News and Updates

Today, I am taking a brief respite from my #AMonthWithoutTheCode2020 posts to provide some updates about my writing which has recently appeared outside of PEPS. Each month, one or two articles I wrote are published in The Epoch Times. They all appear online, and all the recent ones are published in the national print editions, so USA readers who subscribe to this paper might just see my articles in print! Since I last published links to these articles here, which was for Memorial Day, four more articles of mine have been published. They are listed below:

‘The Private Lives of Elizabeth and Essex’ From 1939: A Costume Drama of Love and Ambition
Dancers Need to Dance: ‘The Unfinished Dance’ Versus ‘The Red Shoes’
‘The Asphalt Jungle’ (1950): What Is Film Noir?

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I also am proud to announce that another issue of Shine On Hollywood Magazine has come out, the June-July Issue, which honors Top Humanitarians. I am honored to tell you that I wrote this issue’s cover feature, the interview of Donelle Dadigan, founder of the Hollywood Museum and goddaughter of classic pianist and conductor Jose Iturbi. This article, the first cover feature I have written, appears on pages 38-83, including pictures, videos, information about her foundations, and footage of an interview I conducted with her in January. Also in this issue, I continued my coverage of former Miss Golden Globes, writing about Linda Evans (p. 20-26) and Gila Golan (p. 27-30). My third article in this issue is a review of a virtual dance performance, a reimagined version of Martha Graham’s Immediate Tragedy from 1937, which appears on pages 16-19.

If you enjoy our writing here on PEPS, I hope you will visit these other articles I have written and appreciate them, as well. I am honored to be featured in these two fine publications, which I recommend highly to all my readers for their respective merit. The Epoch Times has the highest standards of truth in journalism and reporting the news, and Shine On Hollywood Magazine is dedicated to sharing positive stories about real people in the entertainment industry without including gossip and negative, divisive topics.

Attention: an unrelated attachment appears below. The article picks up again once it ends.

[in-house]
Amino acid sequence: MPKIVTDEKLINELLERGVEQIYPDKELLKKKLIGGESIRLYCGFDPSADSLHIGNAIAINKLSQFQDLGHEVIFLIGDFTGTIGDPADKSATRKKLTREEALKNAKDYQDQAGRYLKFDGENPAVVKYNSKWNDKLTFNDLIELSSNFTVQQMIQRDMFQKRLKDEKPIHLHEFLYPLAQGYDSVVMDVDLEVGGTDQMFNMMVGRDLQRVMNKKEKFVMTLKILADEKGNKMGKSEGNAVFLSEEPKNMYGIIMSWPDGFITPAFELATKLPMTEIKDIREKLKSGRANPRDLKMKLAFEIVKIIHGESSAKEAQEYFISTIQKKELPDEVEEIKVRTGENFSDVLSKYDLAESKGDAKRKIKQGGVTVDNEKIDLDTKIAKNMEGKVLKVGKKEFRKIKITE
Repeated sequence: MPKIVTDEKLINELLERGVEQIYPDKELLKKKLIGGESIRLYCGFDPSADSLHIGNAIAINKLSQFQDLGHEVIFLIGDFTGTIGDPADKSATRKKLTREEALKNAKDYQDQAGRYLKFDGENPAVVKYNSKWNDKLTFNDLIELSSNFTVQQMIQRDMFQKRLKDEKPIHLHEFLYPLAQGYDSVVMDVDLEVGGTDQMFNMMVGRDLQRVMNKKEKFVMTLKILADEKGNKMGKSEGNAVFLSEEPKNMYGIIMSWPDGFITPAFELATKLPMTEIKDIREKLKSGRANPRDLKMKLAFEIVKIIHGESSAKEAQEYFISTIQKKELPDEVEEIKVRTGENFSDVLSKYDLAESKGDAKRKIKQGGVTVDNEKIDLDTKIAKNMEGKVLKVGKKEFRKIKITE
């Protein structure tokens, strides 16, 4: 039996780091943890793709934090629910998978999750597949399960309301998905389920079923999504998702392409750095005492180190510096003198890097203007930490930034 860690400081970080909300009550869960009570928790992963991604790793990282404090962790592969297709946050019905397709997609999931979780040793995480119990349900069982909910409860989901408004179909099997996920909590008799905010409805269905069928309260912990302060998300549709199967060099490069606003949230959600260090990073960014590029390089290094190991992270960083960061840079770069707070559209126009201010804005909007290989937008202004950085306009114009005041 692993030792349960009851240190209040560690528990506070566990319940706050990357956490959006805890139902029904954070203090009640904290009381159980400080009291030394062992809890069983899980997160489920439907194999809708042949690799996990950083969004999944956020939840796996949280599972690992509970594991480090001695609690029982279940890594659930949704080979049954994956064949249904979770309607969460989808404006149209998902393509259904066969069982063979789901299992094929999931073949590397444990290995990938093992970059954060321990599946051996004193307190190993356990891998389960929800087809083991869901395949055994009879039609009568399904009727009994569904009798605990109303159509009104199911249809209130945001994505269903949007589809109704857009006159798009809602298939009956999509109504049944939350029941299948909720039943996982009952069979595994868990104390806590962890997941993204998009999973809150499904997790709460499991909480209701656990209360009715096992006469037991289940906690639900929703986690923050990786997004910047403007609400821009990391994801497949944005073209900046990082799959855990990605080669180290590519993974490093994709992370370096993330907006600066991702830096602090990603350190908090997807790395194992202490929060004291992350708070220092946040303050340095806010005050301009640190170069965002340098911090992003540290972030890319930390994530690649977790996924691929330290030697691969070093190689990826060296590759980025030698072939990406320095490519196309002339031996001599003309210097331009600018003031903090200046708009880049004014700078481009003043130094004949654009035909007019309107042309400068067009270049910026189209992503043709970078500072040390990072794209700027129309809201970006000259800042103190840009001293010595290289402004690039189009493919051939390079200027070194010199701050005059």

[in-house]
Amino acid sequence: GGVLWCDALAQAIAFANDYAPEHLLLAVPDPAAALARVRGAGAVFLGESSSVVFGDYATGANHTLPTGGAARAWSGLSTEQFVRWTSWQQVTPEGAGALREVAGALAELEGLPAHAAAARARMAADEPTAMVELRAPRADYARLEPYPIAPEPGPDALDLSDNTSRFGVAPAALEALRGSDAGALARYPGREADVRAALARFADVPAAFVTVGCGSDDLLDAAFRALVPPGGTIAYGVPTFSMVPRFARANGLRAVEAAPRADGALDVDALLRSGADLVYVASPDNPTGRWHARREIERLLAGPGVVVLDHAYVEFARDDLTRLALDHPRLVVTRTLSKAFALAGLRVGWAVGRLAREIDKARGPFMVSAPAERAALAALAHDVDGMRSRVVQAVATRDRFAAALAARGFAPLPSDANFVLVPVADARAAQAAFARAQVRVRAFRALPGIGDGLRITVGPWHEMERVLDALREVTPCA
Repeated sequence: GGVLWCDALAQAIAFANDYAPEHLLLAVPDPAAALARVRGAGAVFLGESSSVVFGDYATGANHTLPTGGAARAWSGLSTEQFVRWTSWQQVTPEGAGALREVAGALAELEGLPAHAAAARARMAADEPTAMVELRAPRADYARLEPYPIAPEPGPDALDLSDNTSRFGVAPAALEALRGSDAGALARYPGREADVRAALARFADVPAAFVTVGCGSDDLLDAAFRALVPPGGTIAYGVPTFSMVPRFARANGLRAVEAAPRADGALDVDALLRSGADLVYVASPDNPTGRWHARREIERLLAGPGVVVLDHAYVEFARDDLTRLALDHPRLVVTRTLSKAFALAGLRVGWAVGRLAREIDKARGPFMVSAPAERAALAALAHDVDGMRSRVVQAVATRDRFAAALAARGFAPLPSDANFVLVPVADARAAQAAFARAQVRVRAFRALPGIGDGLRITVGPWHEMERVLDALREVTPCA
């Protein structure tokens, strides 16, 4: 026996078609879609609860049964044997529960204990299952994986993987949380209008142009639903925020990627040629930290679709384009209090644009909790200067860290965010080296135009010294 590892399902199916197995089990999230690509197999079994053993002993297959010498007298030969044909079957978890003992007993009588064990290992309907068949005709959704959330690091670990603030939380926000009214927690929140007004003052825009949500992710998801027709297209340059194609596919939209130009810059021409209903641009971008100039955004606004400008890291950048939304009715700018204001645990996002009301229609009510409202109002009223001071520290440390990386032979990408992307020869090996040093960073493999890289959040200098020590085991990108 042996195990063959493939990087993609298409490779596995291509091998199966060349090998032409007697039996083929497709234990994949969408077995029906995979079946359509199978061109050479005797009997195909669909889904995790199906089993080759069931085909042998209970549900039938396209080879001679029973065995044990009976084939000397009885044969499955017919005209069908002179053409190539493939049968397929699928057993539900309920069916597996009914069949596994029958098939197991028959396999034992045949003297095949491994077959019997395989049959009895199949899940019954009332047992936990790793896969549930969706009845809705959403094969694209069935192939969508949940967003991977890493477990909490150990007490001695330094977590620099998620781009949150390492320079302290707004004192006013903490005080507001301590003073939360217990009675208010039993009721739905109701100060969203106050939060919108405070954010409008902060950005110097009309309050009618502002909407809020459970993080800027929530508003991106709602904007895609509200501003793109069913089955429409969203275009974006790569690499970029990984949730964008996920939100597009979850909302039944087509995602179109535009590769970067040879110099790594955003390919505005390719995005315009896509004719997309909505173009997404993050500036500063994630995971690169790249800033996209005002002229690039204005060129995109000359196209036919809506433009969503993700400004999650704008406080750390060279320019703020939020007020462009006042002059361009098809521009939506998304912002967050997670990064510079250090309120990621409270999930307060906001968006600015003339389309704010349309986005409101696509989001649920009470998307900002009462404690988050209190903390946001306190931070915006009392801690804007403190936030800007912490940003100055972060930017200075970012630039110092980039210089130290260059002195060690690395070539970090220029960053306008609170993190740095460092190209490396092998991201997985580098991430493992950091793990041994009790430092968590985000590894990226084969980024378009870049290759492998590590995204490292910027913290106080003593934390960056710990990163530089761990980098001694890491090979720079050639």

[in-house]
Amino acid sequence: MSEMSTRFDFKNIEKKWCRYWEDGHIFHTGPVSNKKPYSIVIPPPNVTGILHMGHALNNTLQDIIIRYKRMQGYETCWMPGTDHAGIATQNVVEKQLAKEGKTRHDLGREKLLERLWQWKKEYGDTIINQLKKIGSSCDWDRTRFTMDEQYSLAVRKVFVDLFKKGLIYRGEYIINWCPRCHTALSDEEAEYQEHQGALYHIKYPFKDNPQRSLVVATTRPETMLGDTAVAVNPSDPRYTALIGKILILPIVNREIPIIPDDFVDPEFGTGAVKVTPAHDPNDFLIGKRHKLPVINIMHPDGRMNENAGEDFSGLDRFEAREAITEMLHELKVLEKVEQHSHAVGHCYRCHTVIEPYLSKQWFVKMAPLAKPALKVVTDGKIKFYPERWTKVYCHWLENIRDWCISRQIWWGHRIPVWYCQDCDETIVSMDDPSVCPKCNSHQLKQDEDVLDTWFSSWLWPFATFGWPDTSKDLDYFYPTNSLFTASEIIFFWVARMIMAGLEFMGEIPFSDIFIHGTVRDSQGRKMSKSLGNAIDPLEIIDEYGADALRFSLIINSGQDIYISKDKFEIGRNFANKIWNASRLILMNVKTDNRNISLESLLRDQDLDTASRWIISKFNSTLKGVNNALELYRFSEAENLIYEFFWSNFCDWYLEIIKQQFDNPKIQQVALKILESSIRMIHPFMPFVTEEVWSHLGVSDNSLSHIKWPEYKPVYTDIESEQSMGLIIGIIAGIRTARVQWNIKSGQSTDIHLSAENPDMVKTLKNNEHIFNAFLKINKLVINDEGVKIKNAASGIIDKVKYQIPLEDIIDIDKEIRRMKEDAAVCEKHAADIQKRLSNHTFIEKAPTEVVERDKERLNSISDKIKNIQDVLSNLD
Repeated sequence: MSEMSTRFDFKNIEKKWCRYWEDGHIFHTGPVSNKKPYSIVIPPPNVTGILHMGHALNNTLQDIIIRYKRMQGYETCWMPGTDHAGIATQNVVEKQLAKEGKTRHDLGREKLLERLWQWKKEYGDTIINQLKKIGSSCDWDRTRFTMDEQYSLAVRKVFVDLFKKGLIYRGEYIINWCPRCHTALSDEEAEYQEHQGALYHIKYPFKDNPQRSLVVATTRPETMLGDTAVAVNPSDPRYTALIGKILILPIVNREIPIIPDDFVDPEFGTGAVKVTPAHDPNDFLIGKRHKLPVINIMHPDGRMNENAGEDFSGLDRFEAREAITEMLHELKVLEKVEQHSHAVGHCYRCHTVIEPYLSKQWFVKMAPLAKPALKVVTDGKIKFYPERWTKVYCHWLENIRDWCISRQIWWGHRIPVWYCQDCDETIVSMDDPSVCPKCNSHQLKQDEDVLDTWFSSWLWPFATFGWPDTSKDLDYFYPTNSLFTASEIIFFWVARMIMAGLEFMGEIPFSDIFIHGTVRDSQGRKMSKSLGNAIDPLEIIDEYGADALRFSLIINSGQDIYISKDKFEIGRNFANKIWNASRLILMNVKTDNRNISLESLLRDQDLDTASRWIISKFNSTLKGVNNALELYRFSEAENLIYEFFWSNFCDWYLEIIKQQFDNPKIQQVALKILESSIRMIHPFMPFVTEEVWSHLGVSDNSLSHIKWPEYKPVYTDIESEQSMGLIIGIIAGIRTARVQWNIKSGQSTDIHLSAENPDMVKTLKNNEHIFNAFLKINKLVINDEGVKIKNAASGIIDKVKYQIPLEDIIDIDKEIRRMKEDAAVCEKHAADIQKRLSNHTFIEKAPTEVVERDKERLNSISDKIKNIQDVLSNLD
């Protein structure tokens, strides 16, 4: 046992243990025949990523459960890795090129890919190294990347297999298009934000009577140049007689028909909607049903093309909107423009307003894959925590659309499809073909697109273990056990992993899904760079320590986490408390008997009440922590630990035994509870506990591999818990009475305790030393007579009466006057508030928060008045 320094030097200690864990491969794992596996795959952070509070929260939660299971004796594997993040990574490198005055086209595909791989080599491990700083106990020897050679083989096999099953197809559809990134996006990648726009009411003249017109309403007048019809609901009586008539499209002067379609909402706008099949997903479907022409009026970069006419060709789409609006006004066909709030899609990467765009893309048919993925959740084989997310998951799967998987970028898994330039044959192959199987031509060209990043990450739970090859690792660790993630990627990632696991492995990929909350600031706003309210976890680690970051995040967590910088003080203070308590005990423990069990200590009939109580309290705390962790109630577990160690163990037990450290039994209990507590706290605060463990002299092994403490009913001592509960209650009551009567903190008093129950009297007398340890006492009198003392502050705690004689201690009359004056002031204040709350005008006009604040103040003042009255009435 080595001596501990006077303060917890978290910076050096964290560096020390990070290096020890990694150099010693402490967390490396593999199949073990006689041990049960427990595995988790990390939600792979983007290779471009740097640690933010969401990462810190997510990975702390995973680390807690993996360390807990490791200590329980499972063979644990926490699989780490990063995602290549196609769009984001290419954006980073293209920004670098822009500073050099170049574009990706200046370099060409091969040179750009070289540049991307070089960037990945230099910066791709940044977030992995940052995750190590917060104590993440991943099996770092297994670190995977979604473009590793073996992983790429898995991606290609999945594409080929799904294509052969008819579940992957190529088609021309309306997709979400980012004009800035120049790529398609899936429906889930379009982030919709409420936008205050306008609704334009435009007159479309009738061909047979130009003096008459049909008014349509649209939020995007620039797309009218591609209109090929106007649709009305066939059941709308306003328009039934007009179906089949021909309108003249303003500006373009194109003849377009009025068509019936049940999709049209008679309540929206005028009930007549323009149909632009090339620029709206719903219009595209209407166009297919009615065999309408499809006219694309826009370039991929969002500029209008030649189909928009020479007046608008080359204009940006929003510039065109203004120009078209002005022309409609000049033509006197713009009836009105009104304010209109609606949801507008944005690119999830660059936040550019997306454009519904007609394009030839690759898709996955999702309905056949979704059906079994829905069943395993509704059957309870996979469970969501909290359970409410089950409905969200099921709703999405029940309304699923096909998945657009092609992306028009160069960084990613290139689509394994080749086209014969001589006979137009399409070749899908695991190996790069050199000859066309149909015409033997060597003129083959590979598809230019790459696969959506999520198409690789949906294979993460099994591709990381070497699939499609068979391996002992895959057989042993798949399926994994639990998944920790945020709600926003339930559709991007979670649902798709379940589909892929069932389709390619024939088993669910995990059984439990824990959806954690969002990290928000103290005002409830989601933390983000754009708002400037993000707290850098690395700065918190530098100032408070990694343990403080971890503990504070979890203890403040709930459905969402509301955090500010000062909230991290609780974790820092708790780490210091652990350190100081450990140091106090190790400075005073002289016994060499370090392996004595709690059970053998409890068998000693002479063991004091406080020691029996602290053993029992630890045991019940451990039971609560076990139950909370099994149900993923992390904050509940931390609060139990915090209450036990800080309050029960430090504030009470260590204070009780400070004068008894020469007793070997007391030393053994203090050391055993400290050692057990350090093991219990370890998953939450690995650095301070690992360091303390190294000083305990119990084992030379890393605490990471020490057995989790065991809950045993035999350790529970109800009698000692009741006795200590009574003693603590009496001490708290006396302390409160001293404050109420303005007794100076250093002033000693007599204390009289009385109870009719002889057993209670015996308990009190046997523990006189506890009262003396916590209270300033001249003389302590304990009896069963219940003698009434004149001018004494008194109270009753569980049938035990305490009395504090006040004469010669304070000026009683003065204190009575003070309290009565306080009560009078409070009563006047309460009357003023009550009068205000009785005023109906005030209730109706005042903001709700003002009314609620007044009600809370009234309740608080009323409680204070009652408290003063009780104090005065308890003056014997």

Olivia de Havilland as Hermia in "A Midsummer Night's Dream" (1935 ...

On a sad note, two people about whom I recently wrote articles here at PEPS died near the end of July. Dame Olivia de Havilland, one of the last remaining stars of Hollywood’s Golden Era, died at age 104 on July 26. This was sad news to me as well as to all other fans of her many magnificent films. Ironically, I published a review of her first film, A Midsummer Night’s Dream (1935), on that day, but it was an automatic post. I had written it a few days earlier so that I could take the weekend off for a family trip. The sad irony of my reviewing Olivia’s first film on her death day struck me only when I learned of her death the next night. I added an addendum to that article, explaining the situation and making it a tribute to this great actress.

Receiving the Book (1)

Soon after that, J. R. Jordan, the author of “Robert Wise: The Motion Pictures,” contacted me with the tragic news that his father died on July 24. I met Mr. Jordan in April when he flatteringly asked me to read and review his biography of Robert Wise. After telling me of his beloved father’s death at age ninety, he asked me if I would add an addendum about his father’s death to my review, which I was glad to do. You can read that review and my tribute to Joseph C. Jordan Jr. here. I highly recommend Mr. Jordan’s excellent book. It is an informative source for any classic film fan.

Thank you for your continued support!

Have an Enlightening #AMonthWithoutTheCode2020.


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 Click here to join our month-long abstinence from American Breen Era (1934-1954) movies to create greater appreciation for the Code, #AMonthWithoutTheCode2020!

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We are lifting our voices in classical song to help the sun rise on a new day of pure  entertainment!

Only the Code can make the sun rise on a new day of pure entertainment!

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